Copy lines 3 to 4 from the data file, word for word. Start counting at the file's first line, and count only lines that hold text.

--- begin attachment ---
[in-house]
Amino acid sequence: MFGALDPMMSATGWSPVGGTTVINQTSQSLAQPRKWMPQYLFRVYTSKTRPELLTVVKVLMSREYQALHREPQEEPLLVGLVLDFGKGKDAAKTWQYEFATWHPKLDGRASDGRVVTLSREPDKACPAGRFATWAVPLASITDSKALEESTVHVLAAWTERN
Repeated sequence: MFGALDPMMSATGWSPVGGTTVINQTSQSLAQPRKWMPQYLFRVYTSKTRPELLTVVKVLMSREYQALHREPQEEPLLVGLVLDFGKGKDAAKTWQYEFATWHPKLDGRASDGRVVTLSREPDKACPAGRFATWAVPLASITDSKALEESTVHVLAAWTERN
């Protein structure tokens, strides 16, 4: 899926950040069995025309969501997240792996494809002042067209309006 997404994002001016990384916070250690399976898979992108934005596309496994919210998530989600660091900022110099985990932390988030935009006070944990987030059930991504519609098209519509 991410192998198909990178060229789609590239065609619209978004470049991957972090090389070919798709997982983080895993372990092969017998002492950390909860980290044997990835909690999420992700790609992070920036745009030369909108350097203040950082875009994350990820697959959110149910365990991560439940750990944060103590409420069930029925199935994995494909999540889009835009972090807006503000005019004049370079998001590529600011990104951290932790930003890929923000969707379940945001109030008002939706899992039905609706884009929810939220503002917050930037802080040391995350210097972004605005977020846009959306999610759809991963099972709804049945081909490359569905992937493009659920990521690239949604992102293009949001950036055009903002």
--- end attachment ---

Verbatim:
Repeated sequence: MFGALDPMMSATGWSPVGGTTVINQTSQSLAQPRKWMPQYLFRVYTSKTRPELLTVVKVLMSREYQALHREPQEEPLLVGLVLDFGKGKDAAKTWQYEFATWHPKLDGRASDGRVVTLSREPDKACPAGRFATWAVPLASITDSKALEESTVHVLAAWTERN
């Protein structure tokens, strides 16, 4: 899926950040069995025309969501997240792996494809002042067209309006 997404994002001016990384916070250690399976898979992108934005596309496994919210998530989600660091900022110099985990932390988030935009006070944990987030059930991504519609098209519509 991410192998198909990178060229789609590239065609619209978004470049991957972090090389070919798709997982983080895993372990092969017998002492950390909860980290044997990835909690999420992700790609992070920036745009030369909108350097203040950082875009994350990820697959959110149910365990991560439940750990944060103590409420069930029925199935994995494909999540889009835009972090807006503000005019004049370079998001590529600011990104951290932790930003890929923000969707379940945001109030008002939706899992039905609706884009929810939220503002917050930037802080040391995350210097972004605005977020846009959306999610759809991963099972709804049945081909490359569905992937493009659920990521690239949604992102293009949001950036055009903002």